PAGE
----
Developing nations have resisted a legally binding treaty because they claim rich nations that have benefited from emitting during the past decades should shoulder more of the burden. Industrialized countries argue the developing nations need to commit to concrete reduction targets to enable a global effort.
U.S. climate bill to shape U.N. talks
June 16, 2010
Worldwide hopes for a comprehensive climate protection treaty hinge on whether U.S. President Barack Obama can push through an ambitious U.S. climate bill. At least that’s what observers to the U.N. climate negotiations say.
EU Climate Commissioner Connie Hedegaard, a former Danish climate minister and chairwoman of the Copenhagen climate summit, last month said it was key that the United States legally commits itself to greenhouse gas emissions caps.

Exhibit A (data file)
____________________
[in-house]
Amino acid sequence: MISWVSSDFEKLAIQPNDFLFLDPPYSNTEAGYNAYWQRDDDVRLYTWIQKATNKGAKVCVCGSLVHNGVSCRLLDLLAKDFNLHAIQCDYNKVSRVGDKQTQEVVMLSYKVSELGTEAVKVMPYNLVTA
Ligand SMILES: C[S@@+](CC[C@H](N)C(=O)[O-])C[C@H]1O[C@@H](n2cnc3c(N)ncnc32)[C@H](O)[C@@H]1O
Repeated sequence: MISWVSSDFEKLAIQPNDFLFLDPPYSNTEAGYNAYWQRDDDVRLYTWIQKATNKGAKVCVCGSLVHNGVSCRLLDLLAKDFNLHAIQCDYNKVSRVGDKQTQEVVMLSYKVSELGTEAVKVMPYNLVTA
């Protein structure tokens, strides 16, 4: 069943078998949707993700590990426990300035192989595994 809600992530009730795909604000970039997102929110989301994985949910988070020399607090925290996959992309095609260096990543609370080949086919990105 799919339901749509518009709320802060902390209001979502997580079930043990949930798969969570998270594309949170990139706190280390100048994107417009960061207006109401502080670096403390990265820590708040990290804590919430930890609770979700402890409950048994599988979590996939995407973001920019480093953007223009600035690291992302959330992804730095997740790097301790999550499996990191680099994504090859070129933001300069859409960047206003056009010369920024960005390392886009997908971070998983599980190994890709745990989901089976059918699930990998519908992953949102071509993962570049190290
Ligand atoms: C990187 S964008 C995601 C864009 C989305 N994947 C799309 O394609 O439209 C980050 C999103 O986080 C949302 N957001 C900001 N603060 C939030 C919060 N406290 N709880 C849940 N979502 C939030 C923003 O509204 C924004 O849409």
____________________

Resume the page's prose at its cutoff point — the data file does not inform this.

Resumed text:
“The United States needs to bring in the law,” she said of the climate and clean energy bill currently stalling in the Senate. Quickly growing economies like India and China are waiting on Washington to live up to its rhetoric before they are willing to take their own steps, Hedegaard added. The U.N. climate negotiations are still deadlocked after a U.N. summit in Copenhagen last year ended in acrimony.
The European Commission recently backtracked on a plan to unilaterally boost the bloc’s greenhouse gas emissions reduction target from 20 percent to 30 percent — likely also because other nations, including China and the United States, haven’t committed to similarly ambitious targets. European officials hope that the U.S. Senate passes the U.S. climate bill before the next crucial U.N. summit in Cancun, Mexico in December.